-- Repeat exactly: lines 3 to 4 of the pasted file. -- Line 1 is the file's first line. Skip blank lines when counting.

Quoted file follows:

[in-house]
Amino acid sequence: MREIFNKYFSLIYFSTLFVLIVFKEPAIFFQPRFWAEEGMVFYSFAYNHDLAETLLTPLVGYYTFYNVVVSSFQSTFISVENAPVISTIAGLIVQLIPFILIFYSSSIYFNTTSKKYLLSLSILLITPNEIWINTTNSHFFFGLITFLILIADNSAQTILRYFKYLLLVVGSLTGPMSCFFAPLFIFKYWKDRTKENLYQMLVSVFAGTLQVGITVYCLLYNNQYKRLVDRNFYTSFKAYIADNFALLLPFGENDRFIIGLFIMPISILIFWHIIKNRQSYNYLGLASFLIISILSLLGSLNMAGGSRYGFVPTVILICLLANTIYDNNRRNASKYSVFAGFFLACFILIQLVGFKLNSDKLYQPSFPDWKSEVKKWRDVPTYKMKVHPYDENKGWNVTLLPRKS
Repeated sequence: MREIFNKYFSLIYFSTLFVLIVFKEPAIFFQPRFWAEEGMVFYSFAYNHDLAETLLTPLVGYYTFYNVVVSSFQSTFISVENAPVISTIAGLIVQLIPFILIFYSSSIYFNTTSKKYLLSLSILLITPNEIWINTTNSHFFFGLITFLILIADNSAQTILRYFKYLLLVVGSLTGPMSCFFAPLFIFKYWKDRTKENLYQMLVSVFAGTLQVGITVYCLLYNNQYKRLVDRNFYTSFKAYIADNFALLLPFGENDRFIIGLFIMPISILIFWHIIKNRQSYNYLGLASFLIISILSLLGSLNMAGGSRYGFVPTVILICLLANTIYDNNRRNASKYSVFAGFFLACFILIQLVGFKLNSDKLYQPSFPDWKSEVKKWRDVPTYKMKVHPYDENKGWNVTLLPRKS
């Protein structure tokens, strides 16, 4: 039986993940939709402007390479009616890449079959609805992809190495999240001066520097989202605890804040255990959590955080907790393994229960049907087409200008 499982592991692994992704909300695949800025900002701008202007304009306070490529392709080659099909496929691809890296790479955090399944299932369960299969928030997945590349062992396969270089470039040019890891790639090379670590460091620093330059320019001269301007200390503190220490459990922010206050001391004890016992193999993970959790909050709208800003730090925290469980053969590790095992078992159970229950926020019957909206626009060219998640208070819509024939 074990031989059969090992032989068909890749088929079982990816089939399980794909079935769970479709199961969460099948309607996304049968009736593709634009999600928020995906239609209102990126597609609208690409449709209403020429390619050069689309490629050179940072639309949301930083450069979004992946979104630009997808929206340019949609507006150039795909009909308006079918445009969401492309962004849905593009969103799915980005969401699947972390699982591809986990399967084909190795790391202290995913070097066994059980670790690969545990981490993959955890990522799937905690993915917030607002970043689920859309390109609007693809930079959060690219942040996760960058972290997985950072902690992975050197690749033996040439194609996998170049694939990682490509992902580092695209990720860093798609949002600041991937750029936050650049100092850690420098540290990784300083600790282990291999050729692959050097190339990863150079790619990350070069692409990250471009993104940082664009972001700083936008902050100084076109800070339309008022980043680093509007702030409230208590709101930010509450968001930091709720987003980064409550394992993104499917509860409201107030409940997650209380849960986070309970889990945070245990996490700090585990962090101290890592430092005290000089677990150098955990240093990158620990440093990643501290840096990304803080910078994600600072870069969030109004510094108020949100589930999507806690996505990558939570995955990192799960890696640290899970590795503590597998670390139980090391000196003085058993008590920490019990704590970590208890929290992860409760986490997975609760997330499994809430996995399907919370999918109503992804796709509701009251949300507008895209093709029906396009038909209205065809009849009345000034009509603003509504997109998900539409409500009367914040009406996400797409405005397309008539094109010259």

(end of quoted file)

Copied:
Repeated sequence: MREIFNKYFSLIYFSTLFVLIVFKEPAIFFQPRFWAEEGMVFYSFAYNHDLAETLLTPLVGYYTFYNVVVSSFQSTFISVENAPVISTIAGLIVQLIPFILIFYSSSIYFNTTSKKYLLSLSILLITPNEIWINTTNSHFFFGLITFLILIADNSAQTILRYFKYLLLVVGSLTGPMSCFFAPLFIFKYWKDRTKENLYQMLVSVFAGTLQVGITVYCLLYNNQYKRLVDRNFYTSFKAYIADNFALLLPFGENDRFIIGLFIMPISILIFWHIIKNRQSYNYLGLASFLIISILSLLGSLNMAGGSRYGFVPTVILICLLANTIYDNNRRNASKYSVFAGFFLACFILIQLVGFKLNSDKLYQPSFPDWKSEVKKWRDVPTYKMKVHPYDENKGWNVTLLPRKS
């Protein structure tokens, strides 16, 4: 039986993940939709402007390479009616890449079959609805992809190495999240001066520097989202605890804040255990959590955080907790393994229960049907087409200008 499982592991692994992704909300695949800025900002701008202007304009306070490529392709080659099909496929691809890296790479955090399944299932369960299969928030997945590349062992396969270089470039040019890891790639090379670590460091620093330059320019001269301007200390503190220490459990922010206050001391004890016992193999993970959790909050709208800003730090925290469980053969590790095992078992159970229950926020019957909206626009060219998640208070819509024939 074990031989059969090992032989068909890749088929079982990816089939399980794909079935769970479709199961969460099948309607996304049968009736593709634009999600928020995906239609209102990126597609609208690409449709209403020429390619050069689309490629050179940072639309949301930083450069979004992946979104630009997808929206340019949609507006150039795909009909308006079918445009969401492309962004849905593009969103799915980005969401699947972390699982591809986990399967084909190795790391202290995913070097066994059980670790690969545990981490993959955890990522799937905690993915917030607002970043689920859309390109609007693809930079959060690219942040996760960058972290997985950072902690992975050197690749033996040439194609996998170049694939990682490509992902580092695209990720860093798609949002600041991937750029936050650049100092850690420098540290990784300083600790282990291999050729692959050097190339990863150079790619990350070069692409990250471009993104940082664009972001700083936008902050100084076109800070339309008022980043680093509007702030409230208590709101930010509450968001930091709720987003980064409550394992993104499917509860409201107030409940997650209380849960986070309970889990945070245990996490700090585990962090101290890592430092005290000089677990150098955990240093990158620990440093990643501290840096990304803080910078994600600072870069969030109004510094108020949100589930999507806690996505990558939570995955990192799960890696640290899970590795503590597998670390139980090391000196003085058993008590920490019990704590970590208890929290992860409760986490997975609760997330499994809430996995399907919370999918109503992804796709509701009251949300507008895209093709029906396009038909209205065809009849009345000034009509603003509504997109998900539409409500009367914040009406996400797409405005397309008539094109010259």